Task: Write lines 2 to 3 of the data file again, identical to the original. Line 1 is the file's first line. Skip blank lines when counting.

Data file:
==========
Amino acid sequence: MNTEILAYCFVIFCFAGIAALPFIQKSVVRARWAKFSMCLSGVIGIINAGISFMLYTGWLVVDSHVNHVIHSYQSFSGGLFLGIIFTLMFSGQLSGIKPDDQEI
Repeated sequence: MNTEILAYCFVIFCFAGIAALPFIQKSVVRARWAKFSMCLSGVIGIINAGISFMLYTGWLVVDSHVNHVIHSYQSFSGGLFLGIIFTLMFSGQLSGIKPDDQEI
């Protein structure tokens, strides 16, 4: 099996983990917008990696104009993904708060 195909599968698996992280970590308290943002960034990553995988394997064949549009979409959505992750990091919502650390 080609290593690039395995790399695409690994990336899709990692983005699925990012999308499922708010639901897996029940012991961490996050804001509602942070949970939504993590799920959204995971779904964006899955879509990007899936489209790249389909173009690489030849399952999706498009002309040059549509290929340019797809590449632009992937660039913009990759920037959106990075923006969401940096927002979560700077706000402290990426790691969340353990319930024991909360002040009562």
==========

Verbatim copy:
Repeated sequence: MNTEILAYCFVIFCFAGIAALPFIQKSVVRARWAKFSMCLSGVIGIINAGISFMLYTGWLVVDSHVNHVIHSYQSFSGGLFLGIIFTLMFSGQLSGIKPDDQEI
């Protein structure tokens, strides 16, 4: 099996983990917008990696104009993904708060 195909599968698996992280970590308290943002960034990553995988394997064949549009979409959505992750990091919502650390 080609290593690039395995790399695409690994990336899709990692983005699925990012999308499922708010639901897996029940012991961490996050804001509602942070949970939504993590799920959204995971779904964006899955879509990007899936489209790249389909173009690489030849399952999706498009002309040059549509290929340019797809590449632009992937660039913009990759920037959106990075923006969401940096927002979560700077706000402290990426790691969340353990319930024991909360002040009562």